Your Rights in Relationships Matter
What are your rights in relationships? Do you feel like others take advantage of you or that they don't listen to you? Do you feel like you wish others would be more appreciative or respect you more? If so, you need to get clear on what your rights are in your relationships, it will help you feel more confident and you will develop healthier connections with others.
Whether it be romantic relationships, friendships or with colleagues, you deserve to feel respected. Your rights in relationships matter. When you forget about this, people take advantage of you and you lose power, perspective and self-esteem. The clearer you become on what you want and deserve from others, the healthier your relationships will become.
Do You Know Your Rights in Relationships?
Another question that comes up when you begin to think about your rights in relationships is how are you treating others? If you find that you are not adhering to these rights yourself, it will be hard for others to model them for you, too. Some of the rights listed below may vibe with you, while others don't. That's okay, just start to think about your rights and what you want to feel from others.
Your rights in relationships with friends, family, and with romantic partners need to be ingrained in your values and mind before you can expect others to treat you with respect. This means that if you realize your best friend isn't a good listener or often times doesn't value your kindness, you have more agency to discuss your wants and needs with them. That doesn't mean you break it off with him or her; it means you start to act with these values in mind. For more tips on communicating your rights read: Acting Confident: 4 Mistakes You May be Making.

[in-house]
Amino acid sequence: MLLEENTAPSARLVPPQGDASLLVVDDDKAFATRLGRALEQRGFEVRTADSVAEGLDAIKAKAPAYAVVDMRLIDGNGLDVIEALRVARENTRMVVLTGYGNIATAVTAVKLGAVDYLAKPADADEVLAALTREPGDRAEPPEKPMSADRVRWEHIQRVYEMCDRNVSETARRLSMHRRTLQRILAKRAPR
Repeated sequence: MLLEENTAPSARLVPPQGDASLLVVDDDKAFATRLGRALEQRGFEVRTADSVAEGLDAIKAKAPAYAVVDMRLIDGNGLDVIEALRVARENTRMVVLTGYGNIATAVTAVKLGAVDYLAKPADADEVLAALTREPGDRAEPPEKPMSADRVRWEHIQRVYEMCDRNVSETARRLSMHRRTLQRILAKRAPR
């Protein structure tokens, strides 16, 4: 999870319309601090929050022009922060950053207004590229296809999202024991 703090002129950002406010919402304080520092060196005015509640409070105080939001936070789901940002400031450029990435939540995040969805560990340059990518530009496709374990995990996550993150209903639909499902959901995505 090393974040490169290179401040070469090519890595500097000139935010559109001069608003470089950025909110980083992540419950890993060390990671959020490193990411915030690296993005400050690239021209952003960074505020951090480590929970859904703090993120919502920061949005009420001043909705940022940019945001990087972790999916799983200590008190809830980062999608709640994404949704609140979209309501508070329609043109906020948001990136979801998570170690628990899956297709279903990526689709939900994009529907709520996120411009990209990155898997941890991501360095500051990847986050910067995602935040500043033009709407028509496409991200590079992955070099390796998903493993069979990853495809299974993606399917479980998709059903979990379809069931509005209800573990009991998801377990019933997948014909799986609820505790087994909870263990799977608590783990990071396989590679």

For example, say you've made plans to go to dinner with your friend. At the last minute they cancel (this has happened many times before). Do you just let it go without saying anything? If you want their behavior to continue, then don't say a word. But if you want to honor yourself and your relationship, you may say, "I was really looking forward to seeing you. How about next time we make plans you pick the time so we can make sure that this doesn't happen again. I don't want either of us to be disappointed." This may sound very assertive and if that person doesn't respect it, it may be time to rethink the relationship.
You can't change other people. You can change how you react to them and what you're willing to put up with.
10 Rights You've Got to Have in Relationships
Which ones will you start to believe in and practice?
- You have the right be nurtured and supported.
- You have the right to say "no" to things that make you uncomfortable.
- You have the right to decide how you spend your time and which friendship you prioritize.
- You have the right to be treated with respect.
- You have the right to express your own opinions without judgement or attack from others.
- You have the right to respectfully disagree.
- You have the right to remove yourself from situations that make you uncomfortable or afraid.
- You have the right to put your own needs ahead of others.
- You have the right to share your feelings.
- You have the right to change your mind.
Emily is the author of Express Yourself: A Teen Girls Guide to Speaking Up and Being Who You Are. You can visit Emily’s Guidance Girl website. You can also find her on Facebook, Google+ and Twitter.
LPC, E. (2015, August 7). Your Rights in Relationships Matter, HealthyPlace. Retrieved on 2019, September 22 from https://www.healthyplace.com/blogs/buildingselfesteem/2015/08/your-rights-in-relationships-matter
Author: Emily Roberts MA, LPC
website. Keep up the great writing.
I believe you and I are saying very similar things. If we are aware of our rights and needs in relationships we will have a better opportunity to have healthy relationships. Empathy is very important for both sides too.
Thanks for writing!
Sorry my computer keys stick.